Photo Credit: Delphine Chabanne
Westport has partnered with the Western Australian Marine Science Institution (WAMSI) to deliver the $13.5 million WAMSI-Westport Marine Science Program. This 3-year program is developing the latest data, information and modelling on the complex environmental systems and community values associated with Cockburn Sound.
Mapping the distribution of the bottlenose dolphins
The Indo-Pacific bottlenose dolphins are well-loved locals, and a protected species.
They live in communities, with separate groups identified in Cockburn Sound, Owen Anchorage, and the Swan River. However, they face several threats from habitat loss, entanglement with fishing, and high mortality rates.
This study was commissioned to develop a better understanding of the current number and distribution of the dolphins in Cockburn Sound and Owen Anchorage, as well as their patterns of movement within the area.
Data taken from boats surveys between 2011 and 2015 was used as the baseline for the modelling, with 72 surveys undertaken in Cockburn Sound and 73 in Owen Anchorage during that period.
This data will be supplemented and validated by new surveys to monitor the populations and their movement over the course of a year. This work will be reported in a subsequent WWMSP report on the preliminary modelling and mapping of dolphin distributions.
The research was commissioned to support the Westport project, to understand potential impacts of the port development on the local dolphin community and improve the scientific knowledge available around dolphin habitat and distribution.
What the report found:
- It’s estimated there are 65 dolphins in Cockburn Sound, 45 in Owen Anchorage and 16 in the Swan Canning Riverpark.
- Owen Anchorage dolphins stay relatively close to the shoreline and boat ramps, with seasonal shifts in response to surface sea temperature and water visibility.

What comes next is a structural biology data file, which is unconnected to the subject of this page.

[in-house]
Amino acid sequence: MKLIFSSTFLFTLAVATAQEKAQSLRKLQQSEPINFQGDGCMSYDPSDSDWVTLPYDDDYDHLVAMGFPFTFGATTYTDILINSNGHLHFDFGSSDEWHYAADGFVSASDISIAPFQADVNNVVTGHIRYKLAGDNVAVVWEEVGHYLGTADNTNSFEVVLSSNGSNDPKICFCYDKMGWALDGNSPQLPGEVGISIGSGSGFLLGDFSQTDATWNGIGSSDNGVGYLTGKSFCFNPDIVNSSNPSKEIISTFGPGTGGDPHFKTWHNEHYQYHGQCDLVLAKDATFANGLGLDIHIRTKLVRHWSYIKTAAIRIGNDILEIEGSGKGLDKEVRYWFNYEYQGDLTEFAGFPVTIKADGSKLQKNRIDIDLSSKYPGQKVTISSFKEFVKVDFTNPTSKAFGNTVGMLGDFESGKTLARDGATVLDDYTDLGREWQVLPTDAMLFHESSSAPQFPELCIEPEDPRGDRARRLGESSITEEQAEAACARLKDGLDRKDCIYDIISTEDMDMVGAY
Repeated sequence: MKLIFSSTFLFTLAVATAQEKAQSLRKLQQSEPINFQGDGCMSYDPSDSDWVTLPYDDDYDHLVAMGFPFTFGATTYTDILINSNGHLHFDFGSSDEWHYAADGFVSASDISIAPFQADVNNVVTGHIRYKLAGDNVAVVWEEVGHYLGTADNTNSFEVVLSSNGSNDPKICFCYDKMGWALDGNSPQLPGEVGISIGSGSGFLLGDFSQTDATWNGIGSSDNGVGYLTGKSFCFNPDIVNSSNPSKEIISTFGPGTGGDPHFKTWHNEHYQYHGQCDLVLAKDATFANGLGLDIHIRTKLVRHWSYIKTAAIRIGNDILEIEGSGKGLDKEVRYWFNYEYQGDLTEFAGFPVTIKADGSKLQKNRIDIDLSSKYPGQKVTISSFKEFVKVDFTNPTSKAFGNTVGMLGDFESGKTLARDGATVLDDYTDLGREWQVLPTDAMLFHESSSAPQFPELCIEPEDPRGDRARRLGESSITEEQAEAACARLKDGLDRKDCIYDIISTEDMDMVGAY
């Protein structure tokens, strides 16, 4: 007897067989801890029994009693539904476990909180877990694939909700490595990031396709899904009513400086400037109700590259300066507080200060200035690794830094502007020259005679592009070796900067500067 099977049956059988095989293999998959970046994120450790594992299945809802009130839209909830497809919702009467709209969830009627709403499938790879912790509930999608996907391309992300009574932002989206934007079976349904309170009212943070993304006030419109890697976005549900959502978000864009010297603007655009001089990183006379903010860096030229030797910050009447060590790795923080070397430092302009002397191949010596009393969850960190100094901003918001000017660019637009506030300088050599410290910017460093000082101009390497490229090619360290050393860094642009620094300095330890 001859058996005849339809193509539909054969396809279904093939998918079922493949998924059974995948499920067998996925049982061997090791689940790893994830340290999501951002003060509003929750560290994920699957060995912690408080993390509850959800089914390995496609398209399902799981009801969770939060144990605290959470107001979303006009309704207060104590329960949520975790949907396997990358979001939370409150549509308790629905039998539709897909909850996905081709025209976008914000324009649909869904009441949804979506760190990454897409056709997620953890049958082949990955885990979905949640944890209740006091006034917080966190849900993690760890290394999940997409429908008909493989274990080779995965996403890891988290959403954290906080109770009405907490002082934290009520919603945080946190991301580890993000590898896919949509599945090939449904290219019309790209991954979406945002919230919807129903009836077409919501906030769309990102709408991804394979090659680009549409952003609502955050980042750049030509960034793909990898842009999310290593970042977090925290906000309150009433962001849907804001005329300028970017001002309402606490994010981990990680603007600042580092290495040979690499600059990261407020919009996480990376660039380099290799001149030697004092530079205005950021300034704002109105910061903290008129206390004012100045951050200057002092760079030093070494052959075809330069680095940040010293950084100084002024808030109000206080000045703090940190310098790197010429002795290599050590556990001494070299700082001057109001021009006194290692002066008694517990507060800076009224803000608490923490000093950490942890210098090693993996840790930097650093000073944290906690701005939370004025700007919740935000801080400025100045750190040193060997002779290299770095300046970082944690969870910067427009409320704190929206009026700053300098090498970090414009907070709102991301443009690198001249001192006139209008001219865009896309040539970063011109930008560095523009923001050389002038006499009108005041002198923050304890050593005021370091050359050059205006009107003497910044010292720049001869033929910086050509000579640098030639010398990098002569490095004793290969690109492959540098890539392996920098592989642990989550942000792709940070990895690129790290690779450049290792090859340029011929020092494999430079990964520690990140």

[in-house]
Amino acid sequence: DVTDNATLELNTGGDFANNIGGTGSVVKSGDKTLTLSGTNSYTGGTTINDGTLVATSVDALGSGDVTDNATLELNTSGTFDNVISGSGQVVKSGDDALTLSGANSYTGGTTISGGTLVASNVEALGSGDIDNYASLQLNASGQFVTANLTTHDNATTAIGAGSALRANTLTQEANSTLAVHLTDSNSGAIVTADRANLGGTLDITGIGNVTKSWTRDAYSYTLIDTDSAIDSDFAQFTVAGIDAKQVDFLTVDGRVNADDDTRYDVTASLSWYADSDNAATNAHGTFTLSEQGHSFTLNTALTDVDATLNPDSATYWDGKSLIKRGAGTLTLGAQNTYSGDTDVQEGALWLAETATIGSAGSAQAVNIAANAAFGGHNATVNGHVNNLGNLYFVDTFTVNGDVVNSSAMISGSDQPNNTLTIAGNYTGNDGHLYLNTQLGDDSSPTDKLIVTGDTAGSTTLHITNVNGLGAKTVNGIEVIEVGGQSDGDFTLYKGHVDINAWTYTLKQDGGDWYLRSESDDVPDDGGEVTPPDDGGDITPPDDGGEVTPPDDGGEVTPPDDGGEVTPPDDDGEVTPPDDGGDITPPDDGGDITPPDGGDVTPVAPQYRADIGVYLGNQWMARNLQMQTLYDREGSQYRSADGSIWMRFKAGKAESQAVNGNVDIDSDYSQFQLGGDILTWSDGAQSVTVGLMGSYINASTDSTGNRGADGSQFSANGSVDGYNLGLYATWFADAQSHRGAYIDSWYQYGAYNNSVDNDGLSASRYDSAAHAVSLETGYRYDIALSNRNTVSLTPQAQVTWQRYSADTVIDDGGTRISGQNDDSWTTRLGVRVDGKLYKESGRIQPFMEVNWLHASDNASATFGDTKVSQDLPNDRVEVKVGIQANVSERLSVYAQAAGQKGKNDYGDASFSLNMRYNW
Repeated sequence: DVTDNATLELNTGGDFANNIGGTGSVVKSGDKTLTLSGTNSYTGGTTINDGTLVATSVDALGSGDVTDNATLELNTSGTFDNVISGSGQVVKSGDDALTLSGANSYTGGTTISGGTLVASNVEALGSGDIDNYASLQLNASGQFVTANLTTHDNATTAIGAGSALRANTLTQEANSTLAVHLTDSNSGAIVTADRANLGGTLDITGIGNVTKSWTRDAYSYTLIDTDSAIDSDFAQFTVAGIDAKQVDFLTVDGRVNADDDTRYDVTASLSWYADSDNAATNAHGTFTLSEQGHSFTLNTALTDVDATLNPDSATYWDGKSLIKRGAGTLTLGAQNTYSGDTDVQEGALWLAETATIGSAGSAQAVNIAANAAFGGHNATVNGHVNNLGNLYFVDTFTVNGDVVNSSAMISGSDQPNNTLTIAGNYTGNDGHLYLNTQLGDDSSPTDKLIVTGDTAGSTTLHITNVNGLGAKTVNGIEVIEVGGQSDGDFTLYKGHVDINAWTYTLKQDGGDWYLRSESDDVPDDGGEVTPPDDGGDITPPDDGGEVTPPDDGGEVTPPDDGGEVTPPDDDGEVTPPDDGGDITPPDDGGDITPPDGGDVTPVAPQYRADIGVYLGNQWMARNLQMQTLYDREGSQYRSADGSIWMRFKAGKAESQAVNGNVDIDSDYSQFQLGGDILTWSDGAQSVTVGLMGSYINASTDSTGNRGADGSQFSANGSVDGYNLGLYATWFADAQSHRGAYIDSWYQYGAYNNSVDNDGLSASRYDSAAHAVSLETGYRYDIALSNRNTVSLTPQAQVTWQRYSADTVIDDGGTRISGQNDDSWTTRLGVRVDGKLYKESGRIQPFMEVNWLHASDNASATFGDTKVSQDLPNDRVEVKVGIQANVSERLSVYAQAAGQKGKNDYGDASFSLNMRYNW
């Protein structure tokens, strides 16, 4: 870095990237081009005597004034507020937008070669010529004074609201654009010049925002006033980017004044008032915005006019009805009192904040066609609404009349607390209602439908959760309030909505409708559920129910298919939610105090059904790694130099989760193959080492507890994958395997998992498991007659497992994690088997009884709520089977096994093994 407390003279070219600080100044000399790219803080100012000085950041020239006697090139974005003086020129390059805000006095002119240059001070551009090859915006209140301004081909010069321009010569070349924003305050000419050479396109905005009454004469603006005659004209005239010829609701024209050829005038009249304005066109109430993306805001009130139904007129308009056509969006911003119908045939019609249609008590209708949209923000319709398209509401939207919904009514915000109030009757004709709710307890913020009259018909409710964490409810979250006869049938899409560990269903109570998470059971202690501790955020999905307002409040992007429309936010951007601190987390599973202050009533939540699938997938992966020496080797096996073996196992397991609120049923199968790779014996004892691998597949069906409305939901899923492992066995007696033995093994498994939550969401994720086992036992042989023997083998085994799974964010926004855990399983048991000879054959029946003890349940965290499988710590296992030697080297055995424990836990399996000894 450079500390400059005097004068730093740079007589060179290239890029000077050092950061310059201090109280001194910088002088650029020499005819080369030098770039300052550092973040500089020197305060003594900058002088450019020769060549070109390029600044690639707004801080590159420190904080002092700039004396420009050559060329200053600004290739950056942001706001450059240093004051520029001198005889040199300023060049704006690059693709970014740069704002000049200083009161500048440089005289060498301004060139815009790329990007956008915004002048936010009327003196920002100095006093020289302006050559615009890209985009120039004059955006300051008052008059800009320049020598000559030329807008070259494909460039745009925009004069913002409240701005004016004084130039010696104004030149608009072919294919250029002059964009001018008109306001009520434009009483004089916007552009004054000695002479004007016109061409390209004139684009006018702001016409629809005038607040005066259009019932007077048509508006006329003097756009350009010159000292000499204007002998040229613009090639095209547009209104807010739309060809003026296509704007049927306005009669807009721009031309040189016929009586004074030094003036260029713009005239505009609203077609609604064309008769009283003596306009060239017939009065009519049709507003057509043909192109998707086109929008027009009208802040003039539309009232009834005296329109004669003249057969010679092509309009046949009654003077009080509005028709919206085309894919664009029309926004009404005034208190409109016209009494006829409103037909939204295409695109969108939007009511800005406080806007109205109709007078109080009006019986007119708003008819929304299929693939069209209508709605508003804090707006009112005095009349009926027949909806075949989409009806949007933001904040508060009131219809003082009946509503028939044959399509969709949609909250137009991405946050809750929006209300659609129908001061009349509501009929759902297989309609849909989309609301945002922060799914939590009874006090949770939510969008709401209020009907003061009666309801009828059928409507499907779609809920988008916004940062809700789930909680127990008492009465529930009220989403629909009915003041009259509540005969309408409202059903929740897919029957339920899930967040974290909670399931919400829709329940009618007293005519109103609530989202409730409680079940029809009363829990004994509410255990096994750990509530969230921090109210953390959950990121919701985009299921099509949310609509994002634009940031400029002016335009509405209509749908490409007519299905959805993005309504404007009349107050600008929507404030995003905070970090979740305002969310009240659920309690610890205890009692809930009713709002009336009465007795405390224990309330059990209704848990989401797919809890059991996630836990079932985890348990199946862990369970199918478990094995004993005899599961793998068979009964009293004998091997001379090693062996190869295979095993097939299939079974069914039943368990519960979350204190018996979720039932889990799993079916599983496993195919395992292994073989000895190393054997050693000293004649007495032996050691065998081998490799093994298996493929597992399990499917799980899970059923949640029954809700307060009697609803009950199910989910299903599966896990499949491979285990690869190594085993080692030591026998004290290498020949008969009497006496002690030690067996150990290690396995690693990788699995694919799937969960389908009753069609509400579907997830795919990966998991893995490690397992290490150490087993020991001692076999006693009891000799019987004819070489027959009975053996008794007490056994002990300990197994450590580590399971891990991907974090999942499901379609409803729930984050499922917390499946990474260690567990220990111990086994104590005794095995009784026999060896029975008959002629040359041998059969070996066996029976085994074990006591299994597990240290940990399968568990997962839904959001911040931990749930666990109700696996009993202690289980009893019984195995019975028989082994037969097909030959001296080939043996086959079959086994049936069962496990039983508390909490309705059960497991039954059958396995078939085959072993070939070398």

- Cockburn Sound dolphins seek shallower waters, across a range of locations in the Sound including the northern and southern tip of Garden Island, and Kwinana Shelf.
- Seagrass beds were key foraging grounds for the Cockburn Sound dolphins.
- Owen Anchorage has experienced high usage and long-term dredging which suggests that dolphins in this region have become accustomed to vessel traffic and industrial operations. This is the same for the dolphins in the Fremantle Inner Harbour.
- The accumulation of multiple activities and increased shipping could trigger behavioural responses, which requires ongoing research and monitoring.
The review recommended further research and dedicated studies to be conducted in both Owen Anchorage and Cockburn Sound, as part of the next phase of WWMSP work.
This will enable a fuller understanding of the potential effects of construction-related activities, vessel traffic, impacts of underwater noise and environmental changes on the behaviour, health, and population dynamics of dolphins that use the areas.
You can read the full report here.
- Research Theme: Apex Predators and Iconic Species
- Researchers: Delphine Chabanne, Harry Butler Institute, Murdoch University